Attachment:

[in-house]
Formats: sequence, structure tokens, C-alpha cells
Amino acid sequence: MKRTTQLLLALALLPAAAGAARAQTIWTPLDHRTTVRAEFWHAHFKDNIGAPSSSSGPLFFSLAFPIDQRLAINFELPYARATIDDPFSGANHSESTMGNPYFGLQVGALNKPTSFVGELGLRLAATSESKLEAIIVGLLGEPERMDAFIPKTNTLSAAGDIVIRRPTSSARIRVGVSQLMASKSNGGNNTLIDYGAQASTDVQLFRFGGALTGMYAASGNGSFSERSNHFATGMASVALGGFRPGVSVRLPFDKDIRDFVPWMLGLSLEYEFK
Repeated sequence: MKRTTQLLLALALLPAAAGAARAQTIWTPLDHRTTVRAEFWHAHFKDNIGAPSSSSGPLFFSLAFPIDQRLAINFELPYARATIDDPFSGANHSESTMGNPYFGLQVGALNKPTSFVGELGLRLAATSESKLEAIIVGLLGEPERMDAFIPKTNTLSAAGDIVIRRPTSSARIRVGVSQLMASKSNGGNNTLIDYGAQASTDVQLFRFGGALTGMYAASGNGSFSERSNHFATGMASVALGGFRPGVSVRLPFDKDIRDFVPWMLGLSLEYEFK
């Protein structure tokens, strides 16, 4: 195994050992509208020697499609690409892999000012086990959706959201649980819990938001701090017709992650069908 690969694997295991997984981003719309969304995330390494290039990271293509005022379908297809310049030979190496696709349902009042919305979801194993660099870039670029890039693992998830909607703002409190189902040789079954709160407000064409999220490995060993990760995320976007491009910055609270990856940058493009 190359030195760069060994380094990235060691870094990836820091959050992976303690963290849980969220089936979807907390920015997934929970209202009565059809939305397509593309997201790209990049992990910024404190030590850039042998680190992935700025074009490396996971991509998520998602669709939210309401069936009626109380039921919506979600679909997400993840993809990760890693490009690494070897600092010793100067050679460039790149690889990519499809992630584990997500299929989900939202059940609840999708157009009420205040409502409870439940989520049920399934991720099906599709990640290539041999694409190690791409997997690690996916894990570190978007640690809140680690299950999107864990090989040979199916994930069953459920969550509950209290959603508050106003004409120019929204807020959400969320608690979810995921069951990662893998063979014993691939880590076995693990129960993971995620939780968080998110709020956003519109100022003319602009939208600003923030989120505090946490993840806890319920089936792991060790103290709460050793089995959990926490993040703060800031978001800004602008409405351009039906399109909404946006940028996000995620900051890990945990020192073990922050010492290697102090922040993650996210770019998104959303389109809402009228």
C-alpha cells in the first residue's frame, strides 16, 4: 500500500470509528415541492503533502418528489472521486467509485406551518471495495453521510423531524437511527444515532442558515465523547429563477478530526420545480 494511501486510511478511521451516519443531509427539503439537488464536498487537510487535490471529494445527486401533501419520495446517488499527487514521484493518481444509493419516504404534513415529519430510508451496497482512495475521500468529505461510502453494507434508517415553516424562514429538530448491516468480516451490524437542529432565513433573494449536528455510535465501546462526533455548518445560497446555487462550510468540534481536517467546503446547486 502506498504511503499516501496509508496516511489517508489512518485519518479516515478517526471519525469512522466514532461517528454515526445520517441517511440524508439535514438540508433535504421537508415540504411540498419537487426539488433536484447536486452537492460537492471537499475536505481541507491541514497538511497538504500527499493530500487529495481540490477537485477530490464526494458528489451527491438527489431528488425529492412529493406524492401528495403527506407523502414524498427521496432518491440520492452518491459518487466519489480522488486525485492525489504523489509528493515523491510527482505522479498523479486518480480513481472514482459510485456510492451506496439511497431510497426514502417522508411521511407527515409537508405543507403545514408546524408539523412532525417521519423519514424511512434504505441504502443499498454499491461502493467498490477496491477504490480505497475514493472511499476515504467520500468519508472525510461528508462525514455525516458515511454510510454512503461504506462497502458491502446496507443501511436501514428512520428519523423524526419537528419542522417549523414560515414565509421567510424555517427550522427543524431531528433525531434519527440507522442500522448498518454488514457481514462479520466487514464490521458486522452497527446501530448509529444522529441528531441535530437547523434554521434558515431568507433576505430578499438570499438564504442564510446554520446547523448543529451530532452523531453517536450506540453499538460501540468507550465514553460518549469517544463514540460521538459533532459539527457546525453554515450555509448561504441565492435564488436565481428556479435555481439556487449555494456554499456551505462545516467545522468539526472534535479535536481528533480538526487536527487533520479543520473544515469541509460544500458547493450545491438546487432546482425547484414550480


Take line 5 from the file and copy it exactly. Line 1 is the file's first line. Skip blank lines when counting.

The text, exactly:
């Protein structure tokens, strides 16, 4: 195994050992509208020697499609690409892999000012086990959706959201649980819990938001701090017709992650069908 690969694997295991997984981003719309969304995330390494290039990271293509005022379908297809310049030979190496696709349902009042919305979801194993660099870039670029890039693992998830909607703002409190189902040789079954709160407000064409999220490995060993990760995320976007491009910055609270990856940058493009 190359030195760069060994380094990235060691870094990836820091959050992976303690963290849980969220089936979807907390920015997934929970209202009565059809939305397509593309997201790209990049992990910024404190030590850039042998680190992935700025074009490396996971991509998520998602669709939210309401069936009626109380039921919506979600679909997400993840993809990760890693490009690494070897600092010793100067050679460039790149690889990519499809992630584990997500299929989900939202059940609840999708157009009420205040409502409870439940989520049920399934991720099906599709990640290539041999694409190690791409997997690690996916894990570190978007640690809140680690299950999107864990090989040979199916994930069953459920969550509950209290959603508050106003004409120019929204807020959400969320608690979810995921069951990662893998063979014993691939880590076995693990129960993971995620939780968080998110709020956003519109100022003319602009939208600003923030989120505090946490993840806890319920089936792991060790103290709460050793089995959990926490993040703060800031978001800004602008409405351009039906399109909404946006940028996000995620900051890990945990020192073990922050010492290697102090922040993650996210770019998104959303389109809402009228």